Though the early Comintern tended to conflate the black struggle in the U.S. with the colonial struggle in Africa, the manifesto adopted by the First Congress of the CI in 1919, drafted by Trotsky, was a clarion call to the dark-skinned masses throughout the world, proclaiming: "Colonial slaves of Africa and Asia! The hour of proletarian dictatorship in Europe will strike for you as the hour of your own emancipation!" The first full discussion of the black question from a Communist viewpoint took place not in the U.S. but in Moscow, at the Second Comintern Congress in 1920. At Lenin's personal request, American Communist John Reed—author of Ten Days That Shook the World, the first popular account of the Russian Revolution—was designated to report on the "Negro Question." Describing the horrors of lynch law and Jim Crow segregation as well as the effects of proletarianization and imperialist war, Reed said:
"If we consider the Negroes as an en-slaved and oppressed people, then they pose us with two tasks: on the one hand a strong racial movement and on the other a strong proletarian workers' movement, whose class consciousness is quickly growing. The Negroes do not pose the demand of national independence.... "The Communists must not stand aloof from the Negro movement which demands their social and political equality and at the moment, at a time of the rapid growth of racial consciousness, is spreading rapidly among the Negroes. The Communists must use this movement to expose the lie of bourgeois equality and emphasize the necessity of the social revolution which will not only liberate all workers from servitude but is also the only way to free the enslaved Negro people."
In the years before and during World War I, more than a million blacks fled the rural Jim Crow South to enter Northern industry. In his 1915 pamphlet, New Data on the Laws Governing the Development of Capitalism in Agriculture, Lenin wrote: "To show what the South is like, it is essential to add that its population is fleeing to other capitalist areas and to the towns.... For the 'emancipated' Negroes, the American South is a kind of prison where they are hemmed in, isolated and deprived of fresh air." The black question in the U.S. Was thus transformed from primarily a Southern agrarian question left unresolved in the aftermath of the Civil War and the radical-democratic Reconstruction era to a key question of the proletarian revolution.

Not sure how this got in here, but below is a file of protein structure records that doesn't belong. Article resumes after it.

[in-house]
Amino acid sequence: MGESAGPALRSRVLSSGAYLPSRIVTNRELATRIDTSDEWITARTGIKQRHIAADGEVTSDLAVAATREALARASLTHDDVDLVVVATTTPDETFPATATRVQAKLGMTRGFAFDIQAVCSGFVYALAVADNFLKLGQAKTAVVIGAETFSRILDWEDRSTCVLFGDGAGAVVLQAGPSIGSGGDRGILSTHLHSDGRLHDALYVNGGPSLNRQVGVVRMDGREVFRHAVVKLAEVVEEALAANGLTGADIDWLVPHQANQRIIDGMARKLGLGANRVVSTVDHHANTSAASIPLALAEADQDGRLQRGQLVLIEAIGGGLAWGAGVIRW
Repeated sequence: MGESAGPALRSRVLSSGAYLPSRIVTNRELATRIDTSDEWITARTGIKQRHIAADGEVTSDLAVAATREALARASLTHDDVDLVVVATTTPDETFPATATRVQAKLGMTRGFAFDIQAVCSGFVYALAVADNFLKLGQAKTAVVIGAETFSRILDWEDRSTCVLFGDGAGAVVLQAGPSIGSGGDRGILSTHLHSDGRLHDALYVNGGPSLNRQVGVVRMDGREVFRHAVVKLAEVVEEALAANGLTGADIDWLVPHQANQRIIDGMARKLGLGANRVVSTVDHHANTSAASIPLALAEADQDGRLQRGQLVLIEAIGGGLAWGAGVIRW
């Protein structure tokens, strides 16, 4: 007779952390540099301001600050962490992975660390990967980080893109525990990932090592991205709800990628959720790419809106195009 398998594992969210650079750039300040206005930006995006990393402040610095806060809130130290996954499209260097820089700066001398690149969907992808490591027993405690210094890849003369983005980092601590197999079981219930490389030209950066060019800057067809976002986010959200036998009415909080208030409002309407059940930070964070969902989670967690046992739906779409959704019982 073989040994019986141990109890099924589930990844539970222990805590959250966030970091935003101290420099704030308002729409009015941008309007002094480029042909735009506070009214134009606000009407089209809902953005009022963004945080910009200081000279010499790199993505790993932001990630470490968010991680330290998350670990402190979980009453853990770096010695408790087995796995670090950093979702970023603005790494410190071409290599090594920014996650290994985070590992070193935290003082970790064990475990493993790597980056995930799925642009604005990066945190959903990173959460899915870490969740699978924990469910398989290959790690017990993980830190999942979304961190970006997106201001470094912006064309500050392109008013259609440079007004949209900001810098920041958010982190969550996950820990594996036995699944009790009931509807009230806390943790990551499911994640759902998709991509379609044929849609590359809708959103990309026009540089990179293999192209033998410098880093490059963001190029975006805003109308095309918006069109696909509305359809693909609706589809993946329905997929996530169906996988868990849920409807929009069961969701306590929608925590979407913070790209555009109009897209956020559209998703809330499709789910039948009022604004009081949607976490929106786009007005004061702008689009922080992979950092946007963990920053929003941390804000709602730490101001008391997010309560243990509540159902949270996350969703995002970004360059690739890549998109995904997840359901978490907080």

Particularly with the formation of the integrated CIO industrial unions in the latter half of the 1930s, black workers became a strategic component of the multiracial proletariat. The special oppression of black people as a race/color caste—segregated at the bottom of this society while integrated into the economy—is the cornerstone of American capitalism. Black workers serve as an industrial reserve army, the last hired and first fired as economic need demands. As well, America's rulers foster racial divisions in order to obscure the fundamental and irreconcilable class division between labor and capital and to head off united working-class struggle.
The Spartacist League's proletarian, revolutionary strategy for black liberation derives from the seminal understanding laid out by Reed in Moscow in 1920 and powerfully developed by the later writings of veteran Trotskyist Richard Fraser. In the late 1940s and early '50s, Fraser pioneered the perspective of revolutionary interactionism upheld today by the SL. We fight to mobilize the multiracial proletariat in struggle against every manifestation of racist oppression, a struggle which can only be victorious through the full social, political and economic integration of black people in an egalitarian socialist society.
Won to a revolutionary program, doubly oppressed black workers will play a leading role in the fight to emancipate the black masses and all working people by sweeping away the entire system of capitalist exploitation. There can be no socialist revolution in this country without united struggle of black and white workers led by a multiracial vanguard party, and there is nothing other than a workers revolution, smashing the capitalist state and expropriating the capitalist class, which can at last realize the historic struggle for black equality and freedom.